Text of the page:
There are over 140 commercial FM radio stations operating across the country at this moment. Add another 45, which are non-commercial, and you’re looking at nearly 200 FM stations, covering the length and breadth of the country. It’s not like they’ve been around forever.
For the longest time, there was just Radio Pakistan. It was only in the early nineties that the first FM radio station, then known as FM Special, started broadcasting from Islamabad. A month later, Karachi came online as well. All this was under the umbrella of Radio Pakistan. Later, these channels were rebranded into what is today FM 101.
A few years afterwards, Pakistan’s first commercial radio station FM100 came into being. Both 100 and 101 were young, brash and vibrant, and attracted a similar audience. The presenters (radio jockeys) became household names and stars in their own right.
Since FM 101 was borne from within Radio Pakistan, all the first few broadcasters that came into the FM industry were trained individuals. “There was a proper selection process and not everybody could go on air,” remembers Tauseeq Haider, arguably the first FM presenter in Pakistan. “Not only were we trained on how to speak but also on what to say and what not to say on air.”
To be fair, the first crop of FM broadcasters had some heavy weights from Radio Pakistan to lean back on. People like Abid Hussain and Seema Siddiqi who kept a hawkish eye on what went on air and what didn’t.
And then there was the clear distinction between broadcasters (radio jockeys) and producers. Today, there is no such thing. A presenter is a producer and everything in between and radio has been reduced to nothing more than a jukebox of Bollywood numbers, brimming with frivolous content and blabbering semi-delusional presenters. As one old radio producer said to me “the moment five people start listening to somebody, they think they’ve become a star!”
Haider believes that when the state opened up the radio industry, it should have made some rules and guidelines for how broadcasting was to be done. Instead, once radio went private, all the owners cared about was profit and loss. Content took a back seat, and what happened next took radio even further down the drain.
While everyone in the radio industry complains ‘there’s not enough money!’ one just needs to step out of the urban centres to really understand the medium’s dilemma. Rural channels hardly pay anything to their talent. They sometimes don’t even have producers. The talent comes in for free and the only real staff are the sales people. They go and sell airtime to anybody willing to buy it.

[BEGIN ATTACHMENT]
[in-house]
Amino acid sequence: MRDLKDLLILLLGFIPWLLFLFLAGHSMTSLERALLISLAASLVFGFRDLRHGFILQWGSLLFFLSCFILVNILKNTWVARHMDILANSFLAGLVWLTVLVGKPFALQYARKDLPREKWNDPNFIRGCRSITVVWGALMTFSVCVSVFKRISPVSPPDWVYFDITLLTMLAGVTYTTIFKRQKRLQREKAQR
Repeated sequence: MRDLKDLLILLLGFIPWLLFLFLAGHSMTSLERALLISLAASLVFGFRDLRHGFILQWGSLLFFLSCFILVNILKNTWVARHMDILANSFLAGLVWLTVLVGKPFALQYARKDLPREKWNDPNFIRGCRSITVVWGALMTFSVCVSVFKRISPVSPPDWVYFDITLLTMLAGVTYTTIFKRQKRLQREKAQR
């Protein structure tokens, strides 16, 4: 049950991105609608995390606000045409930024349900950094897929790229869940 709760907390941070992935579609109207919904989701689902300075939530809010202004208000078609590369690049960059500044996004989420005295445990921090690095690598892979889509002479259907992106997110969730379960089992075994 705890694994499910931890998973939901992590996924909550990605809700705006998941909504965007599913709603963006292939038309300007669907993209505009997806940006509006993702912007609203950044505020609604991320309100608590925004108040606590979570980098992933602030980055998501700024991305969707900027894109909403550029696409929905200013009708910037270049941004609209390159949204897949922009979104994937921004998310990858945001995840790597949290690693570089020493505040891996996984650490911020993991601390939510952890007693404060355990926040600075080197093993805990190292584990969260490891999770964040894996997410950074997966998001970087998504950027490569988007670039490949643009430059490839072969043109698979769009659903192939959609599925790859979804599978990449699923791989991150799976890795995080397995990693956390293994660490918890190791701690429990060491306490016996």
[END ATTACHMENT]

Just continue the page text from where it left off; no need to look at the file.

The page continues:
And as a former head of an FM network broadcasting in KP and parts of FATA, I can attest to the same: when we took over Radio Buraq, the channel was running adverts from hakims and naswar walas in Mardan. And the moment we decided to say no to such clients, the revenue stream dried up, because those hakims and naswar walas were the only ones in the area who wanted to advertise. This raised the pressure on the sales department who were left scraping to find local advertisers to match rising operational costs.
There is also the issue of ethics. Some of the adverts on rural radio stations are not suitable for certain age groups. Yet, there they are. And again, as long as the money is coming in, the owners don’t care if there is an advertisement for male fertility pills going on air on his or her network. And the regulatory body doesn’t have enough of a monitoring system in place to hear every single advert, on every single FM channel in the country. Which is why there is some severely objectionable content still going on air in some of the semi-urban and rural FM stations in the country.
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Radio is also considered an ultimate tool in the preservation of language. Just listen to some of the old stalwarts of Radio Pakistan. The enunciation is immaculate. The breathing control, remarkable. Some of the words one hears are incredulous, because we have come so far from our language ourselves. But turn the dial to any one of the private channels, and the listener is bombarded with heavily accented minglish. A dagger in the hearts of English and Urdu both.
Anybody worth his salt in radio understands that the ultimate driver is the programming content. And that can only be understood by first getting into the minds of the audience. Which is precisely what we did prior to re-launching Radio Buraq: conducting a five city listener research to understand what they audience wanted to hear.
The findings were astonishing. The further one moved from the urban centres, the need for information rose. People wanted to hear the news, they wanted to hear about sports, and technology, literature and prose, and everything in-between. These findings were in stark contrast to what were long-held beliefs about radio, that it is a secondary and passive medium. The moment we honed in our content, people started to tune in. And once the programming bar was raised, the money slowly started to trickle in.
To be fair, there is still some good content to be found on the radio-waves. Certain urban channels understand the need for content to be the main driver of radio and have managed to carve a niche for themselves by doing just the same. There are some who have become the voice of a city or a community and by doing so, are able to gather enough sales to keep going. A few have understood the music needs of the listeners and have taken the presenter out of the equation completely.
And then there’s Radio Pakistan. Yet another great institution, filled with potential, going down the drain. “Radio Pakistan has all the necessary ingredients to change the way radio is consumed in Pakistan,” says Haider. “All it needs is a real broadcaster to lead the network.”